Next week*, I’m going to travel across a bunch of imaginary lines drawn on the ground by politicians.
Those lines are called “borders,” and in the case of my upcoming trip they separate areas known to most as Florida, Georgia, South Carolina, North Carolina, Virginia, Maryland, Delaware, New Jersey, Pennsylvania, New York, Vermont, and New Hampshire.
There are also a bunch of other borders, too numerous to mention, within those borders, separating places called “counties,” “cities,” etc.
I don’t expect to have any problem crossing all those borders. You probably don’t have any problem crossing them either. You may cross two or three borders on your way to work, or when you pop out to grab dinner and watch a movie. Chances are you won’t be pulled over at any checkpoints to have your “papers” checked when you cross from Utah into Idaho, or from Cook County into Chicago, to make sure you have permission to cross the imaginary lines.
On my own trip, I could decide to stop traveling, rent an apartment, hit the “help wanted” ads for a job, etc. and nobody would so much as raise an eyebrow (well, nobody but my wife, anyway).
If I suddenly decide to put down roots in Burlington or Lancaster, I won’t be put into shackles and deported to Gainesville. I’ll just be treated as subject to the laws in Vermont or New Hampshire instead of Florida. No biggie.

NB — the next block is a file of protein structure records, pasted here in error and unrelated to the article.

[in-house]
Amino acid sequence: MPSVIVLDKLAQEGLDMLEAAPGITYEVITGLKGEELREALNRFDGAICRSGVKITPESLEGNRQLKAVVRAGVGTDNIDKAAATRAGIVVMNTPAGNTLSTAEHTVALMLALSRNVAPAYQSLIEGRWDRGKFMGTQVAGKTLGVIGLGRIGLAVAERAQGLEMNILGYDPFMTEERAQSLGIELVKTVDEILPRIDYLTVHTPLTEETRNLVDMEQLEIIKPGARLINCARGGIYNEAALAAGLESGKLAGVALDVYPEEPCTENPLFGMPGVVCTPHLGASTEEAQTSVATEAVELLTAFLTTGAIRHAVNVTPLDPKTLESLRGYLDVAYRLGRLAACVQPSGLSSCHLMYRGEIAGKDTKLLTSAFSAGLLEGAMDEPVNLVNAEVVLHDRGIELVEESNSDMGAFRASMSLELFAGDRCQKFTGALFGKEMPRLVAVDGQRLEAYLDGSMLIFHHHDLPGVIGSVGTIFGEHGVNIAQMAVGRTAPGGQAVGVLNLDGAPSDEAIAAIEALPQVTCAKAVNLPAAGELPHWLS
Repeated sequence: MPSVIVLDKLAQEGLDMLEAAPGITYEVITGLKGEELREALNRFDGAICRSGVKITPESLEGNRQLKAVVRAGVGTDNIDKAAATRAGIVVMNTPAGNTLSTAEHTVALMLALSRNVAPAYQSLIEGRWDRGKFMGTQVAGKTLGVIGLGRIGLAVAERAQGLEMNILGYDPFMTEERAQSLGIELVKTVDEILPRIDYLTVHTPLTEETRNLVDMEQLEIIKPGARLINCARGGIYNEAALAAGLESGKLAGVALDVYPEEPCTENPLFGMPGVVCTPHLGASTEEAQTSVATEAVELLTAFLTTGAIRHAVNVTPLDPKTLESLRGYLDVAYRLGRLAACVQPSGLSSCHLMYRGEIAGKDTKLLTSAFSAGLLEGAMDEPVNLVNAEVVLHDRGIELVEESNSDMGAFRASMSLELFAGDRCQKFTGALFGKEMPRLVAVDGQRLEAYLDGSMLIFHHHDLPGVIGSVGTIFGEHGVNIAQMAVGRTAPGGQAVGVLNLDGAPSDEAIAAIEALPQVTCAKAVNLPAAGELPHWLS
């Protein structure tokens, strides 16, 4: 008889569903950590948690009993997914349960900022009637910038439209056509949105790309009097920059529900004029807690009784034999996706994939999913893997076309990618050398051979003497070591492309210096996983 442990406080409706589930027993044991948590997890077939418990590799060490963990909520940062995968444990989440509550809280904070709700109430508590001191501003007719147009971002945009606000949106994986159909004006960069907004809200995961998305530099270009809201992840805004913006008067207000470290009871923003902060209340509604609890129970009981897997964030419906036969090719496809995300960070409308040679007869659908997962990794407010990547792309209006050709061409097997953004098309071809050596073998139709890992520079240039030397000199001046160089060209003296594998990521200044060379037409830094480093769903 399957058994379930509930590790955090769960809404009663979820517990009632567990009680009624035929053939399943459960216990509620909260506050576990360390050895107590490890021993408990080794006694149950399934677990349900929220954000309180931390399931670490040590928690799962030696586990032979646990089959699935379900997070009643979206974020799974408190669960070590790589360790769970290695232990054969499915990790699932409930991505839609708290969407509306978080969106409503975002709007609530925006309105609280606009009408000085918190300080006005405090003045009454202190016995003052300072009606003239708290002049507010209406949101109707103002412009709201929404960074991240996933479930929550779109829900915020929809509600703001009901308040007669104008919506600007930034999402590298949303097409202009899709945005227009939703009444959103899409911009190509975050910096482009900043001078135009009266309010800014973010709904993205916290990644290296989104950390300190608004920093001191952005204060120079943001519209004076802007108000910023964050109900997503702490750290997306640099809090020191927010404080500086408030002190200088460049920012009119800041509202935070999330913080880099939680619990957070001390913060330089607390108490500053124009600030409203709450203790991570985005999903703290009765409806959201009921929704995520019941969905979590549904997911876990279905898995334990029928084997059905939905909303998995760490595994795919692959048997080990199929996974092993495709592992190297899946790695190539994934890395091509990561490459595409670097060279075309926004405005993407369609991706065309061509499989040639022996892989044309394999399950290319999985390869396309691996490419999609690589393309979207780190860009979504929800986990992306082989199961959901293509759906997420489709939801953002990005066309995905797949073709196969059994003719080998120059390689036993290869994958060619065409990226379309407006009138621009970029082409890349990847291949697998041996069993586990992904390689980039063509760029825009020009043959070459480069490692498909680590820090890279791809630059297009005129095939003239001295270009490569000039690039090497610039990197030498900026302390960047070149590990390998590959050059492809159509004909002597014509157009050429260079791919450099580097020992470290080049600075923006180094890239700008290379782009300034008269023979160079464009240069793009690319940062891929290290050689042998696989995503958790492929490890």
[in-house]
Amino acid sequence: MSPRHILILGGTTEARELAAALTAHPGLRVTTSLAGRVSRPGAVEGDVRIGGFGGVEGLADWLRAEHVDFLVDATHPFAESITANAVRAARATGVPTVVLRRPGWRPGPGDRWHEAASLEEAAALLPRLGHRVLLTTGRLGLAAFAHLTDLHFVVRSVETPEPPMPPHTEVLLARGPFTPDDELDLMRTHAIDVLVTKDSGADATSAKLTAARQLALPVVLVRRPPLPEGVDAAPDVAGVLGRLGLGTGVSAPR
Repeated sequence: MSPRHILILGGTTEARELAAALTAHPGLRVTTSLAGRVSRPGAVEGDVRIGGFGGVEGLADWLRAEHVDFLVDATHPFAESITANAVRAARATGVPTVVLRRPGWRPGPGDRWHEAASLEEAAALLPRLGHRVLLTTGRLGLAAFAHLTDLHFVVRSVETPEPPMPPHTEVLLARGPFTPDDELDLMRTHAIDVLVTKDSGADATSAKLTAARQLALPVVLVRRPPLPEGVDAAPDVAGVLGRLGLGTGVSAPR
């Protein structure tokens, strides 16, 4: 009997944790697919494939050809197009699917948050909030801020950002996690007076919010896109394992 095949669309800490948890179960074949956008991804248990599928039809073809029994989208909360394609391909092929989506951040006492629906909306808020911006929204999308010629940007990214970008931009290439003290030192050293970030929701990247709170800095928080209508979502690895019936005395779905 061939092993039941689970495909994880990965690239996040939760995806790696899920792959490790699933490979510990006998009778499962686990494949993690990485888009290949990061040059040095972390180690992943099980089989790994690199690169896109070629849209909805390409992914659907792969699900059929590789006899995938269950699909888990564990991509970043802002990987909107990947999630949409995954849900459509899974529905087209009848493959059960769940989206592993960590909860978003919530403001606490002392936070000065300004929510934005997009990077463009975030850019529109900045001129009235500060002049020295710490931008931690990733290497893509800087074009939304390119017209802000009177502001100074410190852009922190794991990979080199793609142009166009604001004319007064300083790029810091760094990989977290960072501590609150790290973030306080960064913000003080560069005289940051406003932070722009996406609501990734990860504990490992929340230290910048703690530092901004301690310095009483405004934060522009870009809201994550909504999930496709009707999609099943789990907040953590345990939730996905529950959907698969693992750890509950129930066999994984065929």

But if I want to travel less than 50 miles between Burlington and Saint-Armand, or less than 60 miles between Lancaster and Dixville, or fly to Acapulco or Reykjavik and back for a vacation, a bunch of cultists on both sides of some of the imaginary lines separating those places will start insisting that where I go and what I do is very much their business.
Why? Because they fervently believe that those imaginary lines imbue them with a special magical right to require that I get their permission to move, to stop, to live, to work, etc. And, unfortunately, these particular cultists employ large numbers of thugs to enforce their superstitions at gunpoint.
The next time you hear about a “border crisis,” I hope you’ll keep in mind that if there really is such a “crisis,” it is caused by those cultists and their obsession with controlling others, not by the ordinary, peaceful practice of free people traveling wherever they damn well please.
(*Editor’s Note: This column was written last week, so “next week” is this week.)
Thomas L. Knapp (Twitter: @thomaslknapp) is director and senior news analyst at the William Lloyd Garrison Center for Libertarian Advocacy Journalism (thegarrisoncenter.org). He lives and works in north central Florida.